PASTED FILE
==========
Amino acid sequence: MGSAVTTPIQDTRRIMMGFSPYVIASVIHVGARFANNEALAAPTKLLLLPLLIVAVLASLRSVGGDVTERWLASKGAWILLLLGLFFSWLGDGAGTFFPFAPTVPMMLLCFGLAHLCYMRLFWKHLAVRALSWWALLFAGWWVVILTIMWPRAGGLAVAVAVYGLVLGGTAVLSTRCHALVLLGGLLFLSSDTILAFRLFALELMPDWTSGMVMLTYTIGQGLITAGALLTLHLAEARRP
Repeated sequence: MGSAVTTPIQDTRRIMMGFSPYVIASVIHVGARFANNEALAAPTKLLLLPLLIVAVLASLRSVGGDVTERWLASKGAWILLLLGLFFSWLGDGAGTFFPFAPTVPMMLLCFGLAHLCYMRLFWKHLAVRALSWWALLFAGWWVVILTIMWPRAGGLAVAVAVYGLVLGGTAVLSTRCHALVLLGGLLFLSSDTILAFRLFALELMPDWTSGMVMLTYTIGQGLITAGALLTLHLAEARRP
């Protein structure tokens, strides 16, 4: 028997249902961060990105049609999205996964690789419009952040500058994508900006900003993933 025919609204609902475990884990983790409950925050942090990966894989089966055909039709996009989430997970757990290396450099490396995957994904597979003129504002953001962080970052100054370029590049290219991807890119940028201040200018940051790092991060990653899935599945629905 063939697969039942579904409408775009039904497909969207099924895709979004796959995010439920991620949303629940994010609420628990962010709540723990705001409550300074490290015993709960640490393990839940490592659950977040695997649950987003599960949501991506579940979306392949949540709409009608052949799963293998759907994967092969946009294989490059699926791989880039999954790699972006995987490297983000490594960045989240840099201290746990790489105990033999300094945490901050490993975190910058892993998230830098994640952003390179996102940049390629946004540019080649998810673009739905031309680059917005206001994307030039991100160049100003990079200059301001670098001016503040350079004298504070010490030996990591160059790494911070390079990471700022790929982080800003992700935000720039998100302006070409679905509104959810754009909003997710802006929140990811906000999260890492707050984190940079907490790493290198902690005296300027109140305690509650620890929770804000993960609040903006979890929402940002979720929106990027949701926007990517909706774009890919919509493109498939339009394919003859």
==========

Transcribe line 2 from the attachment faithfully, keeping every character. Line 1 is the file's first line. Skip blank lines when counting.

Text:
Repeated sequence: MGSAVTTPIQDTRRIMMGFSPYVIASVIHVGARFANNEALAAPTKLLLLPLLIVAVLASLRSVGGDVTERWLASKGAWILLLLGLFFSWLGDGAGTFFPFAPTVPMMLLCFGLAHLCYMRLFWKHLAVRALSWWALLFAGWWVVILTIMWPRAGGLAVAVAVYGLVLGGTAVLSTRCHALVLLGGLLFLSSDTILAFRLFALELMPDWTSGMVMLTYTIGQGLITAGALLTLHLAEARRP